Third hottest day on record here in Tucson yesterday at 115 F. Was very warm at sunrise (one of my warmest morning walks ever), with hazy, dusty, smokey skies and lingering clouds.


Middle and high level moisture increases have brought PW up to around an inch and the 6 UTC forecasts from Atmo's WRF-GFS model are indicating an interesting day, even with the very high temperatures. The forecast of composite radar echoes above is valid at 06:00 pm MST this evening. The model forecasts storms to surround a low-elevation, metro donut hole. The forecast sounding (below) is valid at 03:00 pm. The sounding has just over an inch of PW and mixed layer CAPE greater than 500 J/Kg. Cloud base would be way up at about 550 mb indicating strong potential for local downbursts.



The 10m wind forecasts from the model (above valid at 05:00 pm and below valid at 08:00 pm) indicate strong outflows across the metro area before dark, with some winds to our north and northeast possibly reaching severe levels.




However, the model forecasts little cooling with the outflows - 2m T forecasts here are valid at 03:00 pm (above) and at 8:00 pm (below). Airport does drop from 111 to 95 F and the accompanying increase in RH would make for a miserable evening. Time will tell how all this actually evolves.




Monday, June 19, 2017

Dangerous Heat Continues


Dangerous heat continues with 700 mb temperatures over the Southwest at or near 20 C, which is very hot for that level. High temperatures at the airport for last five days, beginning Wednesday, June 14th, have been: 103, 106, 105, 105, and 108 F.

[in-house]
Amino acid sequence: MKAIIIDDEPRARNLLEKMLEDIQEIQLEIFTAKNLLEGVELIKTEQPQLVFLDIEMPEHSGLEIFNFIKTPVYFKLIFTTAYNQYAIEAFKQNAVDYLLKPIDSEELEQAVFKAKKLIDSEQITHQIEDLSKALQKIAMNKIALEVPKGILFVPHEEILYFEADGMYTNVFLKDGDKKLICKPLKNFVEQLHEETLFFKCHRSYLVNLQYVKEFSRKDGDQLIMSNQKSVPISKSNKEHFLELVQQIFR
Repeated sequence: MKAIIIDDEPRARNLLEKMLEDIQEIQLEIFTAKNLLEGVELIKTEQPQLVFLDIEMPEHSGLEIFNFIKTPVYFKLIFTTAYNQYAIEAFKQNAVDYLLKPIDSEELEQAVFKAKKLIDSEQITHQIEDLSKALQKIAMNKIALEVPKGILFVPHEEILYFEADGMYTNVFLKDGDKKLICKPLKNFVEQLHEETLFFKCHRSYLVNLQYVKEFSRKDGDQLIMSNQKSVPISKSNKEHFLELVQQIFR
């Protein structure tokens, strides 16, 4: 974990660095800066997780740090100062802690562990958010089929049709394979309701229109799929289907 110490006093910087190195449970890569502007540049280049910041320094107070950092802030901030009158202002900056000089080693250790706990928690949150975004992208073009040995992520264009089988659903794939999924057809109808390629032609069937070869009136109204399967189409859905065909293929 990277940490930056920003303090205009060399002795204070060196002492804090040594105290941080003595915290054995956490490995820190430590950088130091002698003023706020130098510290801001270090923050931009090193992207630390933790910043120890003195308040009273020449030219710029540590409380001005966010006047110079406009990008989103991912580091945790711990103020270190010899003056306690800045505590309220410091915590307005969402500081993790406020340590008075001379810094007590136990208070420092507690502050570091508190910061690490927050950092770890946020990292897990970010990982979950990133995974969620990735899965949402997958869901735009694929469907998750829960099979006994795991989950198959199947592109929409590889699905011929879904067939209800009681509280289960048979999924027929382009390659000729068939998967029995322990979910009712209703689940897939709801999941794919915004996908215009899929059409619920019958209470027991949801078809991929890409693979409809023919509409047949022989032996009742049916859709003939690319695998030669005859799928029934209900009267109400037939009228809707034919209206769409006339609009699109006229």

There is some chance for dry thunderstorms over the mountains near the New Mexico border the next couple of afternoons - not good given the large number of wildfires already burning. Image above is from Saturday afternoon and shows the smoke plume from the Frye Fire, which is burning on the north slopes of Mt. Graham, west of Safford. Image at bottom shows the plume, shifted a bit toward the north, yesterday afternoon.



Friday, June 16, 2017

Cool Mornings, But ---


It was about as dry as it can get yesterday afternoon in Tucson area. Surface observations at the airport (above) were indicating RH of 1 %. The Td measurements by the NWS ASOS are least accurate when values drop below 0 C, and what we can say with certainty is that the RH fell to extremely low values.

Here at the house, morning low temperatures have been quite cool and very pleasant - lows last three mornings were (with airport highs in parens): 14th 52 F (103 F); 15th 54 F (106 F); and 16th 56 F (TBD). With the 50+ F diurnal temperature swings, afternoons have seemed brutal.

The current NWS forecast for the next five days (below) indicates things will get considerably worse. Take care.





Thursday, June 15, 2017

Very Dry


Atmosphere is very dry over the Southwest, with PW for the morning Tucson upper-air sounding at only about 4 mm - RH yesterday afternoon dropped to near zero values (only 2% during late afternoon). Very nasty.

I peeked at the 00 UTC forecasts from Atmo's WRF-GFS model. Shown below is the forecast of PW valid at noon on 22 June next week. Bit of hope in that forecast, as higher PW creeps northward up the GoC and sneaks into parts of Arizona.